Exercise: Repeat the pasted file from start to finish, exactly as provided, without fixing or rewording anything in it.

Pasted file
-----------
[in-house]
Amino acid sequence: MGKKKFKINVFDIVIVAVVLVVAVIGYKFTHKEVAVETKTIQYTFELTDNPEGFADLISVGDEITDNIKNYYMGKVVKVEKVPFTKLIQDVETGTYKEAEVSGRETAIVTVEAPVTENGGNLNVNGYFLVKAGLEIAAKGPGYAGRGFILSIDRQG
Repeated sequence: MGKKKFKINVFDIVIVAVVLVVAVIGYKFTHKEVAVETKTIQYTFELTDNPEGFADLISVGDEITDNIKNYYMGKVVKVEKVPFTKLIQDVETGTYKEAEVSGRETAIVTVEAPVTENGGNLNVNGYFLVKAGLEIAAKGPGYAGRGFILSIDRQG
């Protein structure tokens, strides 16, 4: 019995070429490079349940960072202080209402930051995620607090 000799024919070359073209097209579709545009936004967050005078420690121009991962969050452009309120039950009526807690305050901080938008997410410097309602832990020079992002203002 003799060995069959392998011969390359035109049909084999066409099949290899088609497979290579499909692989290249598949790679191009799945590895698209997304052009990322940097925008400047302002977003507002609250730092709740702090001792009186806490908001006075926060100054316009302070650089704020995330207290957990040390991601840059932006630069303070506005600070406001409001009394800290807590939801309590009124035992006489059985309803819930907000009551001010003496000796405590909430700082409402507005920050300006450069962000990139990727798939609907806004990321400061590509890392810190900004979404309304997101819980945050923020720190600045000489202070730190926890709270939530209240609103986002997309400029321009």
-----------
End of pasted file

[in-house]
Amino acid sequence: MGKKKFKINVFDIVIVAVVLVVAVIGYKFTHKEVAVETKTIQYTFELTDNPEGFADLISVGDEITDNIKNYYMGKVVKVEKVPFTKLIQDVETGTYKEAEVSGRETAIVTVEAPVTENGGNLNVNGYFLVKAGLEIAAKGPGYAGRGFILSIDRQG
Repeated sequence: MGKKKFKINVFDIVIVAVVLVVAVIGYKFTHKEVAVETKTIQYTFELTDNPEGFADLISVGDEITDNIKNYYMGKVVKVEKVPFTKLIQDVETGTYKEAEVSGRETAIVTVEAPVTENGGNLNVNGYFLVKAGLEIAAKGPGYAGRGFILSIDRQG
């Protein structure tokens, strides 16, 4: 019995070429490079349940960072202080209402930051995620607090 000799024919070359073209097209579709545009936004967050005078420690121009991962969050452009309120039950009526807690305050901080938008997410410097309602832990020079992002203002 003799060995069959392998011969390359035109049909084999066409099949290899088609497979290579499909692989290249598949790679191009799945590895698209997304052009990322940097925008400047302002977003507002609250730092709740702090001792009186806490908001006075926060100054316009302070650089704020995330207290957990040390991601840059932006630069303070506005600070406001409001009394800290807590939801309590009124035992006489059985309803819930907000009551001010003496000796405590909430700082409402507005920050300006450069962000990139990727798939609907806004990321400061590509890392810190900004979404309304997101819980945050923020720190600045000489202070730190926890709270939530209240609103986002997309400029321009």